I swear, someone must have declared 2013 to be the year where people would use their blogs to solve the “problems” of the church.1
I can’t tell you how many posts I’ve read this year which purport to explain what is wrong with the church or why certain people are leaving it. Many of these blog posts have come from within the fellowship of Churches of Christ (a relatively small group of people), but that fact has not prevented the analyses from being all over the place.
Depending on whose blog you’re reading, the main problem with Churches of Christ is that we are too left-brained—we are out of touch with our emotions and therefore unable to relate to our culture. Or, if you read someone else, the problem with the church is that we aren’t catering to the millennial generation (people who are roughly my age, give or take a few years). We aren’t valuing their perspectives and ideas, so they are leaving. Or, if you stumble upon a third blog, you’ll hear that people are leaving (especially preachers and ministers) because our practices in the area of church music, the role of women in the church, and leadership, are unacceptable and thus, driving them away.
After a while, reading these sorts of posts tends to frustrate me. Not because the church is problem-free (it isn’t), but because over and over again, the tone in the posts is that the author has discovered the problem in the church and is now proposing the solution. Of course, if they really had discovered the problem, you would expect there to be a little more overlap in the different posts rather than so much disparity.
Also, these posts tend to frustrate me because they are usually not based on real research, but rather on one person’s observations. I don’t mean to discount the relevance or importance of a person’s experience, but I do think we should be careful about making broad generalizations about an entire fellowship of churches based on one person’s (inherently limited) point of view.
Having vented these frustrations, I want to end this on a positive note by highlighting a couple of genuinely good things that I think posts like these indicate:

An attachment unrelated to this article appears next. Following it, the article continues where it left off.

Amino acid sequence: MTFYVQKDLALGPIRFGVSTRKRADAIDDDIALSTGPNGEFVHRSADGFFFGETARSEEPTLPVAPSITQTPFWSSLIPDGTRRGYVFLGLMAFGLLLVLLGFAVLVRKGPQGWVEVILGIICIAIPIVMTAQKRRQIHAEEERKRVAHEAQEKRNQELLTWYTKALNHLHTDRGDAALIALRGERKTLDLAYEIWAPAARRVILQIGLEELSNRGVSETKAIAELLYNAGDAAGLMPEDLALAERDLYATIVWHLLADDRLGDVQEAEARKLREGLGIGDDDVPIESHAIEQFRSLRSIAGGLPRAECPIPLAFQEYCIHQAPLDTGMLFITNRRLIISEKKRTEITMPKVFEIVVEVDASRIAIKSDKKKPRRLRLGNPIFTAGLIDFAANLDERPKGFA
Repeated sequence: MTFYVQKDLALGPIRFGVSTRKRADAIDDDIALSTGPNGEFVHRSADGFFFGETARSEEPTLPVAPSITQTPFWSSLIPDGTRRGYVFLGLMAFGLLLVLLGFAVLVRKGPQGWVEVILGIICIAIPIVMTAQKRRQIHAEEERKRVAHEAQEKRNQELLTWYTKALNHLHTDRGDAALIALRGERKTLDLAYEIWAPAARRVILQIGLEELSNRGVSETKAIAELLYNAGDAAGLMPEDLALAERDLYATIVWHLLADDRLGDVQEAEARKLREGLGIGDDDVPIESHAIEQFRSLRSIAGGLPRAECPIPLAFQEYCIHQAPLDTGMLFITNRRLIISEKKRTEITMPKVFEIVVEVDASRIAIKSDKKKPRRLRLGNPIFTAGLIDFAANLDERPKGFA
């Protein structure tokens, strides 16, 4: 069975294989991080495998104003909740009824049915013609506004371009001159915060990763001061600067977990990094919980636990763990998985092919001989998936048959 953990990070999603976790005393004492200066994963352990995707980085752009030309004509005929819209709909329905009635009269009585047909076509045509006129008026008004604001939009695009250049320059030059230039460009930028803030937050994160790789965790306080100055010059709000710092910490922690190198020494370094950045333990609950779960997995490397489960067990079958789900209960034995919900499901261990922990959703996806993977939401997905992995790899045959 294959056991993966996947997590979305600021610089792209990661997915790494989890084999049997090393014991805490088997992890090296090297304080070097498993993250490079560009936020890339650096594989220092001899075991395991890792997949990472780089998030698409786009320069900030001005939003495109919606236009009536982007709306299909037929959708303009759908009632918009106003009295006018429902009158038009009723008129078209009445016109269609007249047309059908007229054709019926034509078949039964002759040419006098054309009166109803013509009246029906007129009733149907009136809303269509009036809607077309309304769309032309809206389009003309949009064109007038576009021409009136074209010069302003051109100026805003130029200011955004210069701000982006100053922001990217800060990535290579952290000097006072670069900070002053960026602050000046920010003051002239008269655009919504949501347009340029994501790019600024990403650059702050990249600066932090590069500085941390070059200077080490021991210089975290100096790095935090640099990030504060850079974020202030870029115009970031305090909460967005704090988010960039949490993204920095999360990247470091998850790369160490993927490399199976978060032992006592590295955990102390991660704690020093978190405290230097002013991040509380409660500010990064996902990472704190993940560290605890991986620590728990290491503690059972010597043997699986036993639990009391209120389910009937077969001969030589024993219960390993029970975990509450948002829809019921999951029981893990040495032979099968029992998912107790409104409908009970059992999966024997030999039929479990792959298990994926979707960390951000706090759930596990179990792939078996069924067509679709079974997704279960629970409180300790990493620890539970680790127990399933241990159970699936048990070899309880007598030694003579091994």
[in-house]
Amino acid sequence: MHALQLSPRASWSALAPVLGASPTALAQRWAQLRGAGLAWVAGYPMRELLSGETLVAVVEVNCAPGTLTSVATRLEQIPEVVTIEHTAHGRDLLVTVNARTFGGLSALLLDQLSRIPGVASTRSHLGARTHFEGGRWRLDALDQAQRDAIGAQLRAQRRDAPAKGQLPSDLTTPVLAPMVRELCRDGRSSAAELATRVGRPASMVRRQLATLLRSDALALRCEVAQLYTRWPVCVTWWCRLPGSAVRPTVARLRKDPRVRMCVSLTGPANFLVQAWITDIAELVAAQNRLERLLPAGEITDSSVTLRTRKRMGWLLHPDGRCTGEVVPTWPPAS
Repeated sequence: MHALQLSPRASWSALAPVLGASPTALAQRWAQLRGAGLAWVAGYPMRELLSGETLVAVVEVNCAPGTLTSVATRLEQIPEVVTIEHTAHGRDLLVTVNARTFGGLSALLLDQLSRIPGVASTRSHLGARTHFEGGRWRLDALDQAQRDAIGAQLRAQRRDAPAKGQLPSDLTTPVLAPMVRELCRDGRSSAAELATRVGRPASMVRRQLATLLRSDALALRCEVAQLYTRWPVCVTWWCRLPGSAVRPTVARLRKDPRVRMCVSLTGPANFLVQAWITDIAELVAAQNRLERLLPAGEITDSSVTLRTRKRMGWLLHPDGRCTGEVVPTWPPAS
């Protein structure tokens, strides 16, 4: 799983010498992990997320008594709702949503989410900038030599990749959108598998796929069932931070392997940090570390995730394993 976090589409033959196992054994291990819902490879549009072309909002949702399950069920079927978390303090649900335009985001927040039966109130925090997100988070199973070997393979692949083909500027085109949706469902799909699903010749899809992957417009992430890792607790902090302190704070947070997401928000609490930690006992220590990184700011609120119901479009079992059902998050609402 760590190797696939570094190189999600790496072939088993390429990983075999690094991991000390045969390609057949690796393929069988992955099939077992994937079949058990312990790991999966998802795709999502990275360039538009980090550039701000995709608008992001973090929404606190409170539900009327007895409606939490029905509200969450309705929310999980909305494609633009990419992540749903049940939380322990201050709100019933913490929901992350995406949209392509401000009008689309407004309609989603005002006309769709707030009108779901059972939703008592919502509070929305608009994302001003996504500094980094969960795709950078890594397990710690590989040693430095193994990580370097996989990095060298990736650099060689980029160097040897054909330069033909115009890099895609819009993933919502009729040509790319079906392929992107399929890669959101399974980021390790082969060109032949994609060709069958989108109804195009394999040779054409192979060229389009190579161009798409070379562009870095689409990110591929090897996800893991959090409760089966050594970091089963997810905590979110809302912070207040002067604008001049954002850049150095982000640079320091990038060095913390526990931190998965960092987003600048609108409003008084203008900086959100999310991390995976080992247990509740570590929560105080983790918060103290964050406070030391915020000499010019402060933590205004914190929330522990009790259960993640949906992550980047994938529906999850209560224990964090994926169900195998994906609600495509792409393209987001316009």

(1) People care about the church. If people didn’t care, they wouldn’t spend time and energy identifying problems and thinking up suggestions on how to fix things. Even if I disagree with some of the suggested problems or proposed solutions, I can still appreciate the authors’ intentions and the concern for the church which lies beneath them.
The alternative to this is people not caring, which is never a good thing. Apathy never solves anything, whether about politics, a football team, a business, or in the church. Generally speaking, even with people I disagree with, I can find some common ground with people who are passionate about the church. On the other hand, there’s no point in even trying to work with people who don’t care.
(2) The Restoration spirit is alive and well, at least in one sense. People who work and worship in Churches of Christ will know this already, but for others who might be reading, Churches of Christ, while desiring to follow the teachings of the New Testament and emulate the church of that time, also have direct historical and theological roots in the American Restoration Movement of the 1800s. This movement was an attempt to unify people of different denominations by cutting away the manmade traditions and creeds which had accumulated over time in an attempt to “restore” the church of the New Testament.
That movement was only made possible by the fact that people were willing to take a hard look at church practices of the day, identify problems, and go about trying to fix them. Clearly, we still have men and women today who care enough about the church to do the same (I added the qualifier “at least in one sense” at the end, because while many of these folks are quick to point out problems in the church, they are not turning to the model of the New Testament church as the solution…but that’s a post for another day).
Restoration is an ongoing process. We should always be willing to examine what we do and make sure we’re not confusing traditional practices with biblical ones. And for those things which are just traditions, we should be willing to consider changing them if such a change would help us to better reach out to the lost or care for those who are already saved.
1By putting “problems” in quotation marks, I am not suggesting that there aren’t problems in the church. There certainly are, and this spat of bloggers have hit upon some of them. Rather, I am suggesting that not all of the issues proposed as “problems” by these bloggers are, in fact, genuine problems.